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Sunday, August 7, 2011

Parking Spaces and Other Disasters


Years ago, I had a friend (now deceased) who had MS and was in a wheelchair. In spite of this, she got her degree, taught school, changed her own tires and generally amazed me. Once, we pulled into a restaurant next to someone who took the last disabled spot. In a sports car no less, got out laughing (not at us) with his friend and walked without a problem, inside. I was angry beyond words, and wanted to say something to him. She said forget it, it’s not worth it. And she meant it. She just didn’t care. When I got out of the car, I noticed that the spot he was in was just next to the disabled spot we were in, but was not a disabled spot after all. I felt like an idiot. She laughed.


I share this because I have a disabled plaque now due to being unsteady on my feet.  I should really be using the walker that sits in the corner of my room with clothes draped over it. But I’m needlessly too proud. I tell myself it’s too much work getting it in and out of my trunk. I seldom go anywhere anyway except the grocery store, and their shopping carts are fine. But every once in a while, I get “the look” from people who think they know me and because I look “fine” I must be taking advantage of those who REALLY need that placard. What I’d like to say to them is this:


First and foremost, I have a genetic disorder called neurofibromatosis (NF). It’s a complicated, many layered disorder that wreaks havoc on the host body, in this case, me. I have inoperable spinal tumors that leaves me in pain that you personally would not be able to withstand for five seconds, but I’ve grown accustomed to it.  And my other health problems, some related to NF, some not, are too many to list.


 These are the things I sometimes want to say. But I say none of these things. There are times I want to teach “them” a lesson by spewing out all the above. (It's funny because when someone realizes they made a mistake they say "Sorry I didn't know" which is of course, the point)  But it isn’t worth getting worked up about them. Because I don’t know them….just like they don’t know me. I have no idea what they are up against either. I just need to remind myself of that, when I find myself boiling over from looks which I have interpreted as personal. But it can’t be personal if they don’t know me. And that is what my friend Staci knew all those years ago.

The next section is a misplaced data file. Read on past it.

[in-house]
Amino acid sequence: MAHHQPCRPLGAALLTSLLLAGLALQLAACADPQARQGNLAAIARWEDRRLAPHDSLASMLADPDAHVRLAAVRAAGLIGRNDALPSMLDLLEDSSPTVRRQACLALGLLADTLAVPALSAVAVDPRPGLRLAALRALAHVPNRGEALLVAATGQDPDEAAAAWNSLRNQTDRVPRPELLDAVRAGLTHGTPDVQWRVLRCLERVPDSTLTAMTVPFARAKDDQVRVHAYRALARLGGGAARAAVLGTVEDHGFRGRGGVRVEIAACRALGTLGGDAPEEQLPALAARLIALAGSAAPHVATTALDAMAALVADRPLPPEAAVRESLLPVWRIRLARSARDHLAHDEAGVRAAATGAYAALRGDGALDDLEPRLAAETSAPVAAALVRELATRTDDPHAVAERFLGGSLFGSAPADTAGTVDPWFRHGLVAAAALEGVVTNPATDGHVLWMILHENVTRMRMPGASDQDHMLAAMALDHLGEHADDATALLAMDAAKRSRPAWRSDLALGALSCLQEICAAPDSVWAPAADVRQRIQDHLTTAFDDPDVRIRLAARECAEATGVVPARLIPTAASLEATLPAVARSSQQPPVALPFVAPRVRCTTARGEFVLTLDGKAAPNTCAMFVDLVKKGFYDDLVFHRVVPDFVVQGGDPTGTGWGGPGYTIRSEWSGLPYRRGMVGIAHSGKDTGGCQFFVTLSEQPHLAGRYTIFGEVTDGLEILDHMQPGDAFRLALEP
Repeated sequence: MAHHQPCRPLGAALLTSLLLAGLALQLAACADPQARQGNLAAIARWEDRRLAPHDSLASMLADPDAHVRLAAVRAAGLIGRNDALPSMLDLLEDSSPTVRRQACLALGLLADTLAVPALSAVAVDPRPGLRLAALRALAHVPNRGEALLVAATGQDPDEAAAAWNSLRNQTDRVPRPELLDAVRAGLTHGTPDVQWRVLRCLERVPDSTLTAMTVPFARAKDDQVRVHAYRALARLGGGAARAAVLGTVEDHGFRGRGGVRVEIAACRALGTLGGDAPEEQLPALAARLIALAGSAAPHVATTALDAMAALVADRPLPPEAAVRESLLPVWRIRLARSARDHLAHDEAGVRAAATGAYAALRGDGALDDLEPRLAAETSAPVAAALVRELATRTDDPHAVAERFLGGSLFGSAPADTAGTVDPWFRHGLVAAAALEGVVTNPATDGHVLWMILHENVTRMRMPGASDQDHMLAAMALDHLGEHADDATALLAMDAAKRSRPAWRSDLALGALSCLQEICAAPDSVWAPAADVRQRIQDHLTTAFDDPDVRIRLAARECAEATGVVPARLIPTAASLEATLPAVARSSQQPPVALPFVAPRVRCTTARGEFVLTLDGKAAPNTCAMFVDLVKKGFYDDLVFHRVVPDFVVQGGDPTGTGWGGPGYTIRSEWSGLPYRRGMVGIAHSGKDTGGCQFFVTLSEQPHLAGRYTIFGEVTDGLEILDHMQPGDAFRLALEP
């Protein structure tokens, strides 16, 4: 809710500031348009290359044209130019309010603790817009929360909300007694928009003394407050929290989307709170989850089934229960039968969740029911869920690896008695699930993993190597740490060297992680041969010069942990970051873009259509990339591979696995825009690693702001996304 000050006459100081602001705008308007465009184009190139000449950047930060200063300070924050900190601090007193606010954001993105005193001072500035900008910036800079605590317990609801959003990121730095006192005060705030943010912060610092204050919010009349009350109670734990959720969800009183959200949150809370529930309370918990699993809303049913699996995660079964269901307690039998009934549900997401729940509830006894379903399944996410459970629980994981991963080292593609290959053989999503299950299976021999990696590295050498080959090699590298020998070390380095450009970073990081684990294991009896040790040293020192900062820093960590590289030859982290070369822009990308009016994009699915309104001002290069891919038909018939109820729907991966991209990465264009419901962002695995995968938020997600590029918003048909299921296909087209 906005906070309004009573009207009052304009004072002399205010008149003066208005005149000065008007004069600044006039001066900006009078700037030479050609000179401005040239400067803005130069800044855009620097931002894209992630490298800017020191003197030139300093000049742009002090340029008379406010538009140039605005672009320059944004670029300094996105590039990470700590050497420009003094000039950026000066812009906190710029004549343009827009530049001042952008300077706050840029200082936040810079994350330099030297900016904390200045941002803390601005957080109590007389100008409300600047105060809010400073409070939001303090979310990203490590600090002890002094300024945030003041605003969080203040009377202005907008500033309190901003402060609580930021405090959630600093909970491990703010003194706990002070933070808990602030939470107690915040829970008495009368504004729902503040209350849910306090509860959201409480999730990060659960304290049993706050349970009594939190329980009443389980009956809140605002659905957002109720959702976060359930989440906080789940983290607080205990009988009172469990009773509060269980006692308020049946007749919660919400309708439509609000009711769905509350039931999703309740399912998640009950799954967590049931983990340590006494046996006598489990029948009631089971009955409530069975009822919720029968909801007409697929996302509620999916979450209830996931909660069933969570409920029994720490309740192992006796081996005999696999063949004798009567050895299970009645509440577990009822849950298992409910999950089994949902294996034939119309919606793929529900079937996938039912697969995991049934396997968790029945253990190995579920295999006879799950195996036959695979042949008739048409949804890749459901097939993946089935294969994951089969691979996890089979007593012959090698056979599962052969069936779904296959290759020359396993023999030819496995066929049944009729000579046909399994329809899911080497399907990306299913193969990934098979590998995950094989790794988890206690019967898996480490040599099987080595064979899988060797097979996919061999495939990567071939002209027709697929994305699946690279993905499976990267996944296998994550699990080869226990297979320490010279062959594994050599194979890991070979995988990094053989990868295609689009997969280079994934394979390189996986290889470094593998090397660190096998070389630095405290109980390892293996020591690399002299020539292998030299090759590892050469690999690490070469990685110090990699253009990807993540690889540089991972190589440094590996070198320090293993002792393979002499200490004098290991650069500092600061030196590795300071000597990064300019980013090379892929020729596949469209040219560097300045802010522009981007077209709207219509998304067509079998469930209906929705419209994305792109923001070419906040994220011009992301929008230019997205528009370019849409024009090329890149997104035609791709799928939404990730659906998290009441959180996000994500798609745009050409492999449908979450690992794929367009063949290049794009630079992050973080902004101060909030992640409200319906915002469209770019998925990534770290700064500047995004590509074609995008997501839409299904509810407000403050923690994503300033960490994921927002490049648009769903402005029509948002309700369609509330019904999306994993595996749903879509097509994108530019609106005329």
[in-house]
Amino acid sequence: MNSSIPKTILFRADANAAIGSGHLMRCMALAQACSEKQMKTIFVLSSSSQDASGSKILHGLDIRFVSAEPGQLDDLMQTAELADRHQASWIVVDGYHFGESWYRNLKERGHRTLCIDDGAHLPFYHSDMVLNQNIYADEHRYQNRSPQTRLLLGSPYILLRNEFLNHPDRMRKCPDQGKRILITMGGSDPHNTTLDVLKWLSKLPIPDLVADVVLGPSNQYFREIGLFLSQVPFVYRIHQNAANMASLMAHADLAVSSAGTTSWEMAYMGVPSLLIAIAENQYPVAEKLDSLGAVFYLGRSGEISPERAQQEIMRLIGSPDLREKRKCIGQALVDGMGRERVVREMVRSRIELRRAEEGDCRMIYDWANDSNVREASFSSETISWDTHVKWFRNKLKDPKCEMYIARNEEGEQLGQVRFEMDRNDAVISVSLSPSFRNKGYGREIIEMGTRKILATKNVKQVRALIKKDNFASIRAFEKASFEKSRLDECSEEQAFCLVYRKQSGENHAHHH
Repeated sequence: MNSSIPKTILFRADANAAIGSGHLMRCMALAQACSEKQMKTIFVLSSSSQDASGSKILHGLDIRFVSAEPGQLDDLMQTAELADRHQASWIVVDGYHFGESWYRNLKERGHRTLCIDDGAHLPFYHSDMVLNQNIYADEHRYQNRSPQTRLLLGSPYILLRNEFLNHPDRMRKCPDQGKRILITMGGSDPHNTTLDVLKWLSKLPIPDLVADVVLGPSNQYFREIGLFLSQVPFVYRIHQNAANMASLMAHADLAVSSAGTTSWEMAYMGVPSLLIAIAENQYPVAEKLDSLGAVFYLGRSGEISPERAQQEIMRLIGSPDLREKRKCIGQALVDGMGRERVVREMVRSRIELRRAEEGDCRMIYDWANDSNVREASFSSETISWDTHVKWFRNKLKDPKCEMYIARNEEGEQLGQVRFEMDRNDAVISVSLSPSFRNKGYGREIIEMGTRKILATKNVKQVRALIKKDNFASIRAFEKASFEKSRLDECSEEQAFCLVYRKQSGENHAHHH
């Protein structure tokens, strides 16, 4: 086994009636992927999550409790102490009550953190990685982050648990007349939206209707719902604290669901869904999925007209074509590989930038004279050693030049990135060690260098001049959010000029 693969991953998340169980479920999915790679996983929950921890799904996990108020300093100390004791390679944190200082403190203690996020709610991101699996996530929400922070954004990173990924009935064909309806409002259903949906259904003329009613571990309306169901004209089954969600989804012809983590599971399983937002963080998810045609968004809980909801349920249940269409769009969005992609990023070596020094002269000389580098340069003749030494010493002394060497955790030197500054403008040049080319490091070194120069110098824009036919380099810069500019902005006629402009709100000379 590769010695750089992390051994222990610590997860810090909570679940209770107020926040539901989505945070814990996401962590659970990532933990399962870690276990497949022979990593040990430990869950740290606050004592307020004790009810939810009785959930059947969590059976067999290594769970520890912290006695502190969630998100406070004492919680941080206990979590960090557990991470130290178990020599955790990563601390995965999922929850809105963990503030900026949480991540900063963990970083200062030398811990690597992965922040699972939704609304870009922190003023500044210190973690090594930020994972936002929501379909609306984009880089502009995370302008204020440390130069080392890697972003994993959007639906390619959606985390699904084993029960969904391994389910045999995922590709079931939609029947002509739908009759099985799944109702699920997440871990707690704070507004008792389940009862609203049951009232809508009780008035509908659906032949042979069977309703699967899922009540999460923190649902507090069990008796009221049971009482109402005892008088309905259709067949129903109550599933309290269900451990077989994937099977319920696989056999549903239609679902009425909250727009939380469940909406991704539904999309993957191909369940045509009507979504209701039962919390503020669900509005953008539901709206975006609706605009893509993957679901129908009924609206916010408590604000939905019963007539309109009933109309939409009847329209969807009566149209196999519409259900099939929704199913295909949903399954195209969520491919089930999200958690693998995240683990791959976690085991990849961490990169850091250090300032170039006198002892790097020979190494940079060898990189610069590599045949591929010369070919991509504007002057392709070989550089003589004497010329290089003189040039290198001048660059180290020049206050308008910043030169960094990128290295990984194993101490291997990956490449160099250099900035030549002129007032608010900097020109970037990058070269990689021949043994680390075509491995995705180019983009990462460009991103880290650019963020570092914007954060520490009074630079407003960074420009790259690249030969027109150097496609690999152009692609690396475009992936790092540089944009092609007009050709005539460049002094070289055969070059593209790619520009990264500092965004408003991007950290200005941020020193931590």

G-d, grant me the serenity to accept the things I cannot change, the courage to change the things I can, and the wisdom to know the difference. And all that!






Friday, August 5, 2011

The Choice





Often when dealing with my health problems with neurofibromatosis, I see myself sitting on the small ledge tucked away on the side of a mountain. Beneath me is the endless abyss of darkness and fear so deep it takes my breath away. There is only a small branch to hang onto, and there are days I am clutching that branch with all my life. But the flip side of that is this: I sit very still and look all around me. I see the most amazing vistas you can imagine; mountain views, sparkling ocean off in the distance, rain squalls on one side, a rainbow on the other, eagles and other birds flying above, squawking and diving....at night the stars are endless and I am never too hot or too cold. I can almost hear Louis Armstrong or Willie Nelson singing "What a Wonderful World"

 So that's the choice. And I make it every minute of every day. Sometimes I'm so close to the abyss it terrifies me, but when I think of my family and friends, I'm on the other side. And that's what we ALL have to do, every single day, often many times during the day. Whatever your vision of the choice is, that's what we have to do in one way or another.

 The abyss is a very seductive, cunning lover. But it isn't the inner partner in life that is good for us. The true inner partner is quieter....it needs to be courted consciously. It speaks softly and it waits patiently
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